Brazilian Democratic Movement Party (PMDB): The centre-right party that currently holds the Vice Presidency. The PMDB has held important positions in government ever since the end of the military dictatorship in 1985 . The leaders of the PT decided to run the two parties together on the Presidential ticket in order to appease right-wing and wealthy voters, as well as demonstrate the PT’s willingness to implement neoliberal policies. The connection with the PMDB has been a hallmark of the PT government; PMDB has been in the Vice Presidency since Lula’s first term. The party includes Eduardo Cunha, the President of the Chamber of deputies and a leader of the effort to impeach the PT. Currently, the pact between the PMDB and the PT has been broken nationally, which further erodes President Dilma’s ability to stay in the presidency.
Brazilian Social Democracy Party (PSDB): The right-wing party that has been the main opposition to the Workers Party. They held the Presidency before the PT, implementing vast neoliberal policies such as beginning the privatization of the state-owned oil company, Petrobras, a process that has met with substantial resistance, including a 32-day oil workers’ strike. The PSDB also privatized national mining company Vale in 1995, setting the stage for the ecological and humanitarian disaster of 2015, when the dam at Rio Doce gave way, flooded the surrounding areas, caused devastation to water and wildlife, took the lives of 12 people and left hundreds homeless.
Rousseff’s primary rival during the previous elections, Aecio Neves is a member of the PSDB. Ever since Rousseff’s re-election, the PSDB has been organizing protests and rallies and calling for her impeachment. Although there is no lack of corruption in the PSDB, it has been under much less scrutiny from the Lava Jato investigation than the PT.
Judicial Party: The “Judicial Party” is not a political party— but a term used to refer to the judicial branch of the government. However, the judicial branch is currently far overstepping its powers with actions such as barring Lula from his appointment as cabinet minister in the absence of an indictment. Time and time, again the judiciary powers have demonstrated a clear political campaign against the PT, largely ignoring corruption in the other political parties. Court officials and prosecutors have largely replaced Cunha as the primary actors in pushing through a possible impeachment of the President.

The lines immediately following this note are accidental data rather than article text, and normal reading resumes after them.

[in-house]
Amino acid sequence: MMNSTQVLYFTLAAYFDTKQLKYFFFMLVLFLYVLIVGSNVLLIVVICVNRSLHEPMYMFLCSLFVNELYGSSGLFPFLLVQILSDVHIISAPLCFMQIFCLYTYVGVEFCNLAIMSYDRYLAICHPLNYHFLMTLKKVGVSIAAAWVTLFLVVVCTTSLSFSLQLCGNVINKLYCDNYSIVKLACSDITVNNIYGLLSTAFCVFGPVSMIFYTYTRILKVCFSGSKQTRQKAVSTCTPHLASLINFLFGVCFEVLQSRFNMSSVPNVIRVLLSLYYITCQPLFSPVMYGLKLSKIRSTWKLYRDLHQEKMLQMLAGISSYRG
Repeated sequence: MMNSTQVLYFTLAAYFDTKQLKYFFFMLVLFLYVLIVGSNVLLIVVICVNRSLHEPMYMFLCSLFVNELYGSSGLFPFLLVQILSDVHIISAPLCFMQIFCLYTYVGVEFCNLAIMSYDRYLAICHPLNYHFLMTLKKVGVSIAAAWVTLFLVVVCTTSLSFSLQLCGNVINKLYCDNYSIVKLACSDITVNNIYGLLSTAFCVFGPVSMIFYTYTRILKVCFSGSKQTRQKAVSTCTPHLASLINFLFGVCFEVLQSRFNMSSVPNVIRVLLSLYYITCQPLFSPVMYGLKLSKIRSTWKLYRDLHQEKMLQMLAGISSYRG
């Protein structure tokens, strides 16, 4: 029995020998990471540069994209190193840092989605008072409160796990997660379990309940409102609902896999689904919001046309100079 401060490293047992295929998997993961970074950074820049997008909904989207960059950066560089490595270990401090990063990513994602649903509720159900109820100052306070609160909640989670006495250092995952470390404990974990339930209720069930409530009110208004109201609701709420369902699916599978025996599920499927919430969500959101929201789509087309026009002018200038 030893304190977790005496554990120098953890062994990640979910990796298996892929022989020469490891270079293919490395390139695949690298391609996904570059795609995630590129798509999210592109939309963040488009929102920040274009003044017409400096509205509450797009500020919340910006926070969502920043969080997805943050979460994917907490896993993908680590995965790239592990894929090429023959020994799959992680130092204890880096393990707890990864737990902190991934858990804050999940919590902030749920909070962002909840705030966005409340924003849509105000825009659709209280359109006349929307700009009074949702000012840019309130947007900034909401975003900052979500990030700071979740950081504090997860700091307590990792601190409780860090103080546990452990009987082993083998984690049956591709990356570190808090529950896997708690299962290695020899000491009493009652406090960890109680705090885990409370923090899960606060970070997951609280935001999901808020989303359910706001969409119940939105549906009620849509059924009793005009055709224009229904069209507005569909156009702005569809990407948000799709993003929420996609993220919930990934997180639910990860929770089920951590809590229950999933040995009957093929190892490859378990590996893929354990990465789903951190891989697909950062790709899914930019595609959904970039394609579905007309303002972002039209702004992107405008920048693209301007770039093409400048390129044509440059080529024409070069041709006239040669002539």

Media Party: A term being used to describe the mainstream media, signaling its new and prominent role today as a political force allied with the right wing. Central to this “party” is the Rede Globo news channel with its unveiled anti-PT orientation; the channel notoriously supported the military dictatorship in Brazil. A clear example of Rede Globo’s bias was its refusal to cover a protest of 5,000 teachers in Rio de Janeiro and its minimal coverage of pro-PT mobilizations that brought hundreds of thousands to the streets, instead dedicating the entire day to round-the-clock coverage of anti-PT protests. Rede Globo’s political actions without a doubt strengthen the right wing and add fuel to the anti-PT fire.
Eduardo da Cunha (PMDB): President of the Chamber of Deputies who led the charge for Dilma’s impeachment at the end of 2015. Cunha himself is being investigated by Lava Jato for receiving millions in bribes. Often compared to Frank from House of Cards, he is notorious for blackmailing political leaders. He is also a leader in reactionary politics in Congress, putting forth laws that would further criminalize abortion by increasing punishments for women who seek abortion and for those who assist them.
Odebrecht Scandal: Odebrecht is a Brazilian-based multinational construction company involved in the bribery of politicians. Recently, a list of 300 politicians involved in bribery at Odebrecht was leaked, implicating allthe major political parties. Judge Moro quickly ruled that all investigations into the Odebrecht scandal be closed to the public.